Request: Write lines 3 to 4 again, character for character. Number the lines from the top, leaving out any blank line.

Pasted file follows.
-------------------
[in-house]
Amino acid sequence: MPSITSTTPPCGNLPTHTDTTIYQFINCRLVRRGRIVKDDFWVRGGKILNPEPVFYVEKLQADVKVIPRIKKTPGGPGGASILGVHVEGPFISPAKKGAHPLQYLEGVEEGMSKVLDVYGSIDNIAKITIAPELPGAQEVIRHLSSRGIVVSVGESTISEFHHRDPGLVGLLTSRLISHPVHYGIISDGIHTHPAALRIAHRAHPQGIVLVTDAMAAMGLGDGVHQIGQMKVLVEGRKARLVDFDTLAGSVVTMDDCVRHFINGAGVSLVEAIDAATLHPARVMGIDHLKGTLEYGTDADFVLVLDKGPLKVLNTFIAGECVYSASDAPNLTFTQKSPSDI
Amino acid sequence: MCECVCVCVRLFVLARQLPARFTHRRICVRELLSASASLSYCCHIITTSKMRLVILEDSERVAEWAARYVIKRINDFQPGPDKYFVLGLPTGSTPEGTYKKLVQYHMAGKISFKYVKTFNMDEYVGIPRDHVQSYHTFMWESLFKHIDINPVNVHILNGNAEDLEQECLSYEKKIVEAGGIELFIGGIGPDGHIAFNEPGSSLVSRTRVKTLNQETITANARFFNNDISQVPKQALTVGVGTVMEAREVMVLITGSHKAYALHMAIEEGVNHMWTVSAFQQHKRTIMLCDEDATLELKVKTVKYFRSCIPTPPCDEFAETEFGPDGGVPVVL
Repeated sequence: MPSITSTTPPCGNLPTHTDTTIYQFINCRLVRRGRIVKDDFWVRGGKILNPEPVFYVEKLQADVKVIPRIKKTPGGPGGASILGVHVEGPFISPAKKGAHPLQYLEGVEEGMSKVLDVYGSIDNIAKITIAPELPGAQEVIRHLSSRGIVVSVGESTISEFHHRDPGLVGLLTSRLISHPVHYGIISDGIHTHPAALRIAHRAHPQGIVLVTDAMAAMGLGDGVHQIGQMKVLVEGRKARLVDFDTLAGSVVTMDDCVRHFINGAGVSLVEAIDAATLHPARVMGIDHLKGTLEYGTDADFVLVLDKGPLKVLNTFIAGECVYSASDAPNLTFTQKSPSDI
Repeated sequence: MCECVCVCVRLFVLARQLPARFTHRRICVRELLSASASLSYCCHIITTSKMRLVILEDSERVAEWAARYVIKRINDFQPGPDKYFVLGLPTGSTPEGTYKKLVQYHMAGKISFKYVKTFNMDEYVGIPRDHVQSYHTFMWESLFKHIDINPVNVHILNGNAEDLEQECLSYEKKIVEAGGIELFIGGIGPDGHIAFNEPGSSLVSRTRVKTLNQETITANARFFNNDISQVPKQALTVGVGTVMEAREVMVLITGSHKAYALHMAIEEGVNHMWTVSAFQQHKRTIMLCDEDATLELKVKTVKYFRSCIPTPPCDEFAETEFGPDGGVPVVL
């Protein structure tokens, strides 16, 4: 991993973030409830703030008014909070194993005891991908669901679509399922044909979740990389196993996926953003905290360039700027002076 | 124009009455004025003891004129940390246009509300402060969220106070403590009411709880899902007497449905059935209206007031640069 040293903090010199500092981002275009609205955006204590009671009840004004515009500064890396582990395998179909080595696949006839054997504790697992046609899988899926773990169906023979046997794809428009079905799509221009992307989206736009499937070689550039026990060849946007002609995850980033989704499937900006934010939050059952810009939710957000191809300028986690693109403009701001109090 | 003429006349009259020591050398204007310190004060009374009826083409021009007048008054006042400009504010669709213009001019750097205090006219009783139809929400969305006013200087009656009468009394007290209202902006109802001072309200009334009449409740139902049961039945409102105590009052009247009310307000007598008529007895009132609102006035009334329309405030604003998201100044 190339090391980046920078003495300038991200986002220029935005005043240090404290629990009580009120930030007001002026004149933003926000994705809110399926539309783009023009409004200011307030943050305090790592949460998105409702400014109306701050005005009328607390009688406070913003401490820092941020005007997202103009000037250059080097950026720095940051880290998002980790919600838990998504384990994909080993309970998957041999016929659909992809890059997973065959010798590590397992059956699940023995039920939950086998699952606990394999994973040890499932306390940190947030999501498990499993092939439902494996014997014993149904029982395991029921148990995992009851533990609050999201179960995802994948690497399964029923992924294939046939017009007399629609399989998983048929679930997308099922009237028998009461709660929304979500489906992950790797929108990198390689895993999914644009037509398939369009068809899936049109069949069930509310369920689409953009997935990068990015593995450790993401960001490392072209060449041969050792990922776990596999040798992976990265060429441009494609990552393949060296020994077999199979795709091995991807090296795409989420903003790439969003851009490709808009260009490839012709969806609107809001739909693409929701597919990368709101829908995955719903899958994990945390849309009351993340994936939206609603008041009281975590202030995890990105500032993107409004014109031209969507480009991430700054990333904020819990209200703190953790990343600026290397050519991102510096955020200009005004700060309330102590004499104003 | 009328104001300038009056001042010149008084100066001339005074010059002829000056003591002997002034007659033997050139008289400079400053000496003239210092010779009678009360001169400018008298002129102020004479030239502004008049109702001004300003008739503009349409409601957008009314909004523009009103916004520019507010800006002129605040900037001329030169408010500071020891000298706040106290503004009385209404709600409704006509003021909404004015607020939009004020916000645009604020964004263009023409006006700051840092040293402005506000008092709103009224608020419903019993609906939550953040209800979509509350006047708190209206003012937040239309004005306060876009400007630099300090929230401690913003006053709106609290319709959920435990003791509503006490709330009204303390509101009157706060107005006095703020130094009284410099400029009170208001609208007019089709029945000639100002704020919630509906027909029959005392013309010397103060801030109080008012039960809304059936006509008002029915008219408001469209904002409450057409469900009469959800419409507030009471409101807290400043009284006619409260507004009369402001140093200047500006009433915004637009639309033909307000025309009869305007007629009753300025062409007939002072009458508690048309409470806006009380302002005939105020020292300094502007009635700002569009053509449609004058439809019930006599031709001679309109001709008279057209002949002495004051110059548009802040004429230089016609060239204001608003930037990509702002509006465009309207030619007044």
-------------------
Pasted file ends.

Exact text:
Amino acid sequence: MCECVCVCVRLFVLARQLPARFTHRRICVRELLSASASLSYCCHIITTSKMRLVILEDSERVAEWAARYVIKRINDFQPGPDKYFVLGLPTGSTPEGTYKKLVQYHMAGKISFKYVKTFNMDEYVGIPRDHVQSYHTFMWESLFKHIDINPVNVHILNGNAEDLEQECLSYEKKIVEAGGIELFIGGIGPDGHIAFNEPGSSLVSRTRVKTLNQETITANARFFNNDISQVPKQALTVGVGTVMEAREVMVLITGSHKAYALHMAIEEGVNHMWTVSAFQQHKRTIMLCDEDATLELKVKTVKYFRSCIPTPPCDEFAETEFGPDGGVPVVL
Repeated sequence: MPSITSTTPPCGNLPTHTDTTIYQFINCRLVRRGRIVKDDFWVRGGKILNPEPVFYVEKLQADVKVIPRIKKTPGGPGGASILGVHVEGPFISPAKKGAHPLQYLEGVEEGMSKVLDVYGSIDNIAKITIAPELPGAQEVIRHLSSRGIVVSVGESTISEFHHRDPGLVGLLTSRLISHPVHYGIISDGIHTHPAALRIAHRAHPQGIVLVTDAMAAMGLGDGVHQIGQMKVLVEGRKARLVDFDTLAGSVVTMDDCVRHFINGAGVSLVEAIDAATLHPARVMGIDHLKGTLEYGTDADFVLVLDKGPLKVLNTFIAGECVYSASDAPNLTFTQKSPSDI